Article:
“Excites and thrills in equal measure.” MusicWeb International
“No praise is too high for the combined musicianship, virtuosity and commitment of Bezaly.” International Record Review; “Bezalys technisch vollendetes Flötenspiel und ihr souveränes Zusammenspiel mit dem Orchester sind beeindruckend.” Klassik.com; “Un joli disque” Classica; “Sharon Bezaly sounds fantastic – to the point of unbelievable...” American Record Guide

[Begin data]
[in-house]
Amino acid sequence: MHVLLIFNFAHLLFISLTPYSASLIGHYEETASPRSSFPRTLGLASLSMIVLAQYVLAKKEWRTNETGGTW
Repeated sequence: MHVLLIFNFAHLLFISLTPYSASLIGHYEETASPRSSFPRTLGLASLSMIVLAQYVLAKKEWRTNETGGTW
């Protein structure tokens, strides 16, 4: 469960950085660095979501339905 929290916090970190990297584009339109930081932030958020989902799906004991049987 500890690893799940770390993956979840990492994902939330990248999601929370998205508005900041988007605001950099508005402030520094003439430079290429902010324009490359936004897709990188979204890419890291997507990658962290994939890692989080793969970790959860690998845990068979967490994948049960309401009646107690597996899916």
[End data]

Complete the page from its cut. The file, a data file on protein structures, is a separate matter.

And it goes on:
On a wide selection of recordings – solo, with orchestra, and in chamber music – Sharon Bezaly has demonstrated not only ‘utter commitment to the works’ but also ‘the most technically assured, breathtakingly brilliant flute-playing around’ (Fanfare). On Pipe Dreams, she appears with the eminent Australian Chamber Orchestra and their leader Richard Tognetti in a programme which takes its name from the Australian composer Carl Vine’s work for flute and orchestra. As the composer writes, a basic idea for the work is ‘the folly that a flute – the instrument itself – might harbour its own secret wishes. In a universe where all is possible, what might a flute dream?’ Intriguingly this also offers a key for possible interpretations of the other works on the disc. The Pitangus Sulphuratus of the Venzuelan composer Adina Izarra’s concerto – composed in 1987, but with a new cadenza written especially for Bezaly – is a yellow and brown bird found in great numbers in the Caracas valley. Its call appears throughout the piece, especially in evocations (or dreams?) of moods typical of Caracas: a lazy and hot March afternoon, or the gentle swinging of a hammock. Such episodes are interspersed with fast and rhythmically intricate variations on the merengue. Another dance, the tango, makes a fleeting and inconclusive, almost dreamlike appearance in Flute Concerto with Tango, which the Uruguayan composer and celebrated conductor José Serebrier has dedicated to Sharon Bezaly. Impresiones de la Puna, finally, embodies the dream of an eighteen-year-old Alberto Ginastera of finding a truly Argentinean musical language, tracing it back to the indigenous music of the high plateaus of the central Andes, the puna.